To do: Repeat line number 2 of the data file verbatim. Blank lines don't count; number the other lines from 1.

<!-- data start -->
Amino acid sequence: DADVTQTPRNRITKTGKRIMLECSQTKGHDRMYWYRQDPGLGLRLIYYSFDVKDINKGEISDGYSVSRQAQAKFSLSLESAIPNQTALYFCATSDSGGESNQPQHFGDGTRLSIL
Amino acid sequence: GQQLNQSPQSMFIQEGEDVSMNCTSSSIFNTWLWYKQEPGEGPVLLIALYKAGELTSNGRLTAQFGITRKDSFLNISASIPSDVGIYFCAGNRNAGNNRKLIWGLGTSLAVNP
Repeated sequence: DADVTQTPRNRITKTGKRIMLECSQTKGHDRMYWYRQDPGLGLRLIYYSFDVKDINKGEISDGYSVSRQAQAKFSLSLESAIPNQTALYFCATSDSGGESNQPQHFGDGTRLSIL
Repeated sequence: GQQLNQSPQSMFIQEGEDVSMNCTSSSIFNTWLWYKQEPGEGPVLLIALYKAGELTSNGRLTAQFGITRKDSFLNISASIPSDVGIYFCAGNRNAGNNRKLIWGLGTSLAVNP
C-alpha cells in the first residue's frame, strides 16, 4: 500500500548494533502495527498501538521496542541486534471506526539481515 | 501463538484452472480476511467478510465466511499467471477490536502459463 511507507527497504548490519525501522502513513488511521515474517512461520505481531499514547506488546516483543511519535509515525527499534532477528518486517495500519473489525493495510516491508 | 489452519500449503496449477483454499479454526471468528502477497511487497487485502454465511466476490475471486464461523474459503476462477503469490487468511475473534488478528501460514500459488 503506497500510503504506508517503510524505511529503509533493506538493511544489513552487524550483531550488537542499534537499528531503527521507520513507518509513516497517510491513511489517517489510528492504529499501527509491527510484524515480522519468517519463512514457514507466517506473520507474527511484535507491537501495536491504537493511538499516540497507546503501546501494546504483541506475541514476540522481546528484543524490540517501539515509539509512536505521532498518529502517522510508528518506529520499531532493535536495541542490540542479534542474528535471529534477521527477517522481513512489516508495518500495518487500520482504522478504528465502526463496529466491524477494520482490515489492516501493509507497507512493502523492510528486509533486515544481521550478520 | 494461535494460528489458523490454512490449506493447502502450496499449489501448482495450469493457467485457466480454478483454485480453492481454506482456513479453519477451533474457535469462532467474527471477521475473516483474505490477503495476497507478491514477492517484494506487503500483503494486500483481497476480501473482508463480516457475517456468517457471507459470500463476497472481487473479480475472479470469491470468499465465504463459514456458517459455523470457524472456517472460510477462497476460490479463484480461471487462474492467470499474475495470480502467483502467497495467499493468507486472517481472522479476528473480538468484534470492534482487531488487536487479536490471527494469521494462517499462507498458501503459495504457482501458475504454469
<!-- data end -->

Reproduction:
Amino acid sequence: GQQLNQSPQSMFIQEGEDVSMNCTSSSIFNTWLWYKQEPGEGPVLLIALYKAGELTSNGRLTAQFGITRKDSFLNISASIPSDVGIYFCAGNRNAGNNRKLIWGLGTSLAVNP